I said you have “almost no ability” to pick your cards, so let me elaborate. There are shops, and they do sell cards along with random relic pulls. The problem is your cash will always be at least half-spoken for, because every time you enter a shop you are required to purchase a crown. These, in theory, are a brilliant inclusion. Your units must be drawn from your deck to be played, but crowns allow you to predeploy them along with your leader at the start of a battle. This is a huge boost to your efficiency and consistency, moreso than anything else the game avails to you, but it costs you 80 gold a pop and you can only buy one per shop. You will almost always be able to afford these but that’ll often be at the expense of other things, and that makes crowns feel more like a frustrating obligation than something to get excited about acquiring as you pass on multiple interesting cards to get the objectively better hat. It also ends up forcing players to take Blingsnail (gold) events more often just to keep your cash up, and these are the most boring events as you just…get some money. A random amount within a range, of course.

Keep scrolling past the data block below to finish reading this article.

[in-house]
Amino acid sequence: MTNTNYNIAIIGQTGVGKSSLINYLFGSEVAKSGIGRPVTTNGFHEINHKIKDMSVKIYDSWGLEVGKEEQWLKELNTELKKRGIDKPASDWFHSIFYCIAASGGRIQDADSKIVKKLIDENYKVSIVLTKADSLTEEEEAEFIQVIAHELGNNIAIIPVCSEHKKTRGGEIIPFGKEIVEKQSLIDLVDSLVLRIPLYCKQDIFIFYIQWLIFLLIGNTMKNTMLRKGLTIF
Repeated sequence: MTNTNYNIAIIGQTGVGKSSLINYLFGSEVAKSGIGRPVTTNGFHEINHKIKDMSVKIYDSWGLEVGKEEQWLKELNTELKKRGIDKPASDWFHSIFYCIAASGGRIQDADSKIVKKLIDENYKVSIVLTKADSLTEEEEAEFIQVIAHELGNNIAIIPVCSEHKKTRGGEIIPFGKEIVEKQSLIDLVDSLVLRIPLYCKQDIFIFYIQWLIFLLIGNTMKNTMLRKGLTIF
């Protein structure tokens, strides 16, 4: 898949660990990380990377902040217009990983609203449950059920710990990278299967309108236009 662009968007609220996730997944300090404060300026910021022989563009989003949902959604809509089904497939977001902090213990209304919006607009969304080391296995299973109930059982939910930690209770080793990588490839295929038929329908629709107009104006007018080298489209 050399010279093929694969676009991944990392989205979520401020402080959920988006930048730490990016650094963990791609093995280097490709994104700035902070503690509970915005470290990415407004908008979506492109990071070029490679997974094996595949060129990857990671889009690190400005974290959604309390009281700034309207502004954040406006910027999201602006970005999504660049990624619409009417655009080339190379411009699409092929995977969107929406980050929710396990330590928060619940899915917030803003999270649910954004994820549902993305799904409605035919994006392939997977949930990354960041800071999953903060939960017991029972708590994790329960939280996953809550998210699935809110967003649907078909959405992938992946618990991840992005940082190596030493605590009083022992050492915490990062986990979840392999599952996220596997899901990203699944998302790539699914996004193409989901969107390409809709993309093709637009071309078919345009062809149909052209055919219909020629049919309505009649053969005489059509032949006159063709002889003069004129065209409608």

All of these elements of randomness frustrate me, but they didn’t stop me from feeling motivated to keep playing until I figured out how to get my wins in. What killed my desire to keep playing Wildfrost was actually the very first randomized element it introduces, and the one that intrigued me the most when I started playing: your leaders themselves. Randomizing the player character is a fascinating concept. They could be glass cannons capable of shredding enemy armies, support players with debuffs or heals, a massive tank that protects your selected units so they can do the dirty work, the sky’s the limit in theory. Unfortunately I found the ceiling to be deceptively low, by which I mean most of the generated leaders are crap. I’ve had the game straight up generate me leaders that are nigh identical to each other, give me 3 that have no capacity for damage, offer some that are just better than their fellows, and so on. Units are better than leaders most of the time, assuming you pull usable ones, because they’re purpose built. Randomized leaders are just that, random, and that means a lot of them are duds.